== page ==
In contrast, it was heavily downregulated in the C-EVs group compared with the untreated group. Still, it maintained a relatively high level in the TGF-β group at 14 and 21 days (Fig. 4b). Western blot analysis also showed COL2A, SOX9, and ACAN protein expressions were significantly upregulated, whereas COL1A and COL10 protein expressions were downregulated in the C-EVs group. Notably, the expression of COL10 protein also remained at high levels in the TGF-β group (Fig. 4c). Measurements of glycosaminoglycans (GAG) were carried out using the established DMMB (1,9-dimethylmethylene blue) assay. The level of GAG accumulation was normalised by DNA content, which served as the cell number control. As expected, GAG production was increased in both the C-EVs and TGF-β groups; however, the timepoint at which it was increased was earlier for the C-EVs group (3 days) than the TGF-β group (Fig. 4d and Additional file 1: Fig. S1). Furthermore, the results of immunofluorescence staining for COL2A demonstrated that COL2A expression was more elevated than the negative control at 21 days in both the C-EVs and TGF-β groups (Fig. 4e and f), which is consistent with the RT-PCR results. Taken together, these data strongly suggest that C-EVs contribute to the chondrogenic differentiation of HUCMSCs, and their influence is more beneficial than TGF-β owing to the ability of C-EVs to maintain the phenotypic stability of chondrocytes.
C-EVs promote chondrogenesis by activating autophagy in HUCMSCs
Given that C-EVs promoted the chondrogenic differentiation of HUCMSCs and that autophagy plays a significant role in cell differentiation [22, 23], we investigated whether autophagy activation will occur during the chondrogenic differentiation of HUCMSCs mediated by C-EVs. First, HUCMSCs were transfected with mRFP-GFP-LC3 virus and cultured with or without C-EVs, and autophagic flux was observed using laser confocal microscopy. This fluorescent reporter is used to monitor LC3 flux based on different pH stability of green and red fluorescent proteins. The lysosome can quench the fluorescent signal of GFP in the acidic environment, whereas the RFP fluorescence signal persists under these environments. In green/red merged images, yellow puncta (RFP+GFP+) indicate autophagosomes, while red puncta (RFP+GFP-) indicate autolysosomes. Autophagic flux is increased when both yellow and red puncta are increased in cells . As shown in Fig. 5a, there were more yellow and red fluorescence dots in the C-EVs group than in the TGF-β and negative control groups (Fig. 5a and b), indicating a higher number of autophagosomes in the C-EVs-treated HUCMSCs. Moreover, the appearance of autophagosomes was confirmed in C-EVs- or TGF-β-treated HUCMSCs by transmission electron microscopy (TEM). The C-EVs group showed more autophagosomes than the other groups (Fig. 5c), which is in line with the results of laser confocal microscopy. Further western blotting results showed that in the C-EVs group, the expression levels of HUCMSC autophagy of the positively correlated proteins Beclin-1, ATG7, and LC3-B were increased. In contrast, the expression level of the negatively correlated protein P62 was decreased (Fig. 5d and e). Thus, C-EVs stimulation induced the chondrogenic differentiation of HUCMSCs by activating autophagy in vitro.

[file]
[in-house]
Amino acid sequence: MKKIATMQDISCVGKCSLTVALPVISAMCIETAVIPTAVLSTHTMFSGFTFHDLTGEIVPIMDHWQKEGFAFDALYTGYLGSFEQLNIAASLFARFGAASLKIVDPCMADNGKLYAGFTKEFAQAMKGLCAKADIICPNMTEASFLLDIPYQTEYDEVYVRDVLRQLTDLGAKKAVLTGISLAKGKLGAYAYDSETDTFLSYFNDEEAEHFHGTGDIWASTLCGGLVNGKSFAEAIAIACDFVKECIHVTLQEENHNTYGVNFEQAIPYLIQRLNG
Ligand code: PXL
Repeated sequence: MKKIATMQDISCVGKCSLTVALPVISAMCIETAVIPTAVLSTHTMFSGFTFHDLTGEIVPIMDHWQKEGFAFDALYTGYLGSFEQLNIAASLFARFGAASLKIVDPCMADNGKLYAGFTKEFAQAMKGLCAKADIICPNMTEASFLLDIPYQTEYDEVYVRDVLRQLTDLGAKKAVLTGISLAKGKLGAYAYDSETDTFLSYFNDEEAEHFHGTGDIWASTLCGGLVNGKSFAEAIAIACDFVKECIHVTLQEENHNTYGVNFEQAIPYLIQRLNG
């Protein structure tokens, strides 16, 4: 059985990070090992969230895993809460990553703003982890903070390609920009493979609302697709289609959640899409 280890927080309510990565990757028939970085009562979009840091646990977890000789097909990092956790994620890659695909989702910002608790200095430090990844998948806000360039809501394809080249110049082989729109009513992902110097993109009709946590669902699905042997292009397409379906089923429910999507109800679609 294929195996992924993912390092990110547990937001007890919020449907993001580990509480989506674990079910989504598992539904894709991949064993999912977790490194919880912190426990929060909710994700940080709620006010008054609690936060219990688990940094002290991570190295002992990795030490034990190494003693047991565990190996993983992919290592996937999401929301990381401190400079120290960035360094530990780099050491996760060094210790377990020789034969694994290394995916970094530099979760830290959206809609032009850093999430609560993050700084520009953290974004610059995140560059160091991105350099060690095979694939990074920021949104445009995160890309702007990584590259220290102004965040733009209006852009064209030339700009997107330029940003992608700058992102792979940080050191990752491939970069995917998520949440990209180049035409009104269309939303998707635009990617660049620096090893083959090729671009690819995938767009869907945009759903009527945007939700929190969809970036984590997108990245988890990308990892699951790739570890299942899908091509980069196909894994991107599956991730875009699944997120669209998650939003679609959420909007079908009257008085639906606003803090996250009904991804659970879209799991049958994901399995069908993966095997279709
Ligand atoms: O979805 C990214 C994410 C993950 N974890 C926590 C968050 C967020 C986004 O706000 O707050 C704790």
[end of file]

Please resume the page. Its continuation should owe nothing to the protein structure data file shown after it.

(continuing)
C-EVs promote cartilage repair during HUCMSC-mediated cartilage regeneration in vivo